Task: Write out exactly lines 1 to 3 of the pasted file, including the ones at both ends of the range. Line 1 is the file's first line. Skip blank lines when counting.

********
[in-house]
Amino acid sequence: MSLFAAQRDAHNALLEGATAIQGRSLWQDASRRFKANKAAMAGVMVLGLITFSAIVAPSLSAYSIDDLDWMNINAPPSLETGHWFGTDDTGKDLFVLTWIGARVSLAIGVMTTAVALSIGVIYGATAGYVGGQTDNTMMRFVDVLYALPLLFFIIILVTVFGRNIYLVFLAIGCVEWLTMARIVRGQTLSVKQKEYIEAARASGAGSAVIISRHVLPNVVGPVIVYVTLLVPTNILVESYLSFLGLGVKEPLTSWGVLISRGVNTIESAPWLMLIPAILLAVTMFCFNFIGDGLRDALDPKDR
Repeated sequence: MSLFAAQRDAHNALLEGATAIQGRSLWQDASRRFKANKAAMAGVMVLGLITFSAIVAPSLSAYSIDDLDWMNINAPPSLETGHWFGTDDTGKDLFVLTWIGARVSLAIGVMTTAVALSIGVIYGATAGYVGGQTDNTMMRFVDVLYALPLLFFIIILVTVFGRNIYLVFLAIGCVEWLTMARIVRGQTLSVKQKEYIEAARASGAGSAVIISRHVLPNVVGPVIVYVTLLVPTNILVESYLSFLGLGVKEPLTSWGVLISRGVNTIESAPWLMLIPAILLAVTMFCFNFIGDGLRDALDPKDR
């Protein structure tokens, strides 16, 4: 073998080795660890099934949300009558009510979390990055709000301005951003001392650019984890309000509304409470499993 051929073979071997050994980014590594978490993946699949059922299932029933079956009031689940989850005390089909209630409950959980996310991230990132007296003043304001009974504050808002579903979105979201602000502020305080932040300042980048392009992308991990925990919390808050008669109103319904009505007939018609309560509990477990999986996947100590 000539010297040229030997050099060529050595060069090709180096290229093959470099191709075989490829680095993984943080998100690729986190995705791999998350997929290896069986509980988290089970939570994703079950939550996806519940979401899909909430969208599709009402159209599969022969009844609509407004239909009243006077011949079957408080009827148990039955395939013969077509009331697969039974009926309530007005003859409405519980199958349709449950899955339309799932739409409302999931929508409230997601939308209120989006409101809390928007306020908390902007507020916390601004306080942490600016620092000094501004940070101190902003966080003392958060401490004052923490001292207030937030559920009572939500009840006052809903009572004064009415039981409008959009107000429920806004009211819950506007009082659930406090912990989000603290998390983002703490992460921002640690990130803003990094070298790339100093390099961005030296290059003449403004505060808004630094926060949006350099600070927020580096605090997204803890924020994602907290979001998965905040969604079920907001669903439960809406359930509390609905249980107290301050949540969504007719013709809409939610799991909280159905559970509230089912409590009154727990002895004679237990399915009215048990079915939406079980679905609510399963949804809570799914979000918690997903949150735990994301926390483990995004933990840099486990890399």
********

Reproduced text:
[in-house]
Amino acid sequence: MSLFAAQRDAHNALLEGATAIQGRSLWQDASRRFKANKAAMAGVMVLGLITFSAIVAPSLSAYSIDDLDWMNINAPPSLETGHWFGTDDTGKDLFVLTWIGARVSLAIGVMTTAVALSIGVIYGATAGYVGGQTDNTMMRFVDVLYALPLLFFIIILVTVFGRNIYLVFLAIGCVEWLTMARIVRGQTLSVKQKEYIEAARASGAGSAVIISRHVLPNVVGPVIVYVTLLVPTNILVESYLSFLGLGVKEPLTSWGVLISRGVNTIESAPWLMLIPAILLAVTMFCFNFIGDGLRDALDPKDR
Repeated sequence: MSLFAAQRDAHNALLEGATAIQGRSLWQDASRRFKANKAAMAGVMVLGLITFSAIVAPSLSAYSIDDLDWMNINAPPSLETGHWFGTDDTGKDLFVLTWIGARVSLAIGVMTTAVALSIGVIYGATAGYVGGQTDNTMMRFVDVLYALPLLFFIIILVTVFGRNIYLVFLAIGCVEWLTMARIVRGQTLSVKQKEYIEAARASGAGSAVIISRHVLPNVVGPVIVYVTLLVPTNILVESYLSFLGLGVKEPLTSWGVLISRGVNTIESAPWLMLIPAILLAVTMFCFNFIGDGLRDALDPKDR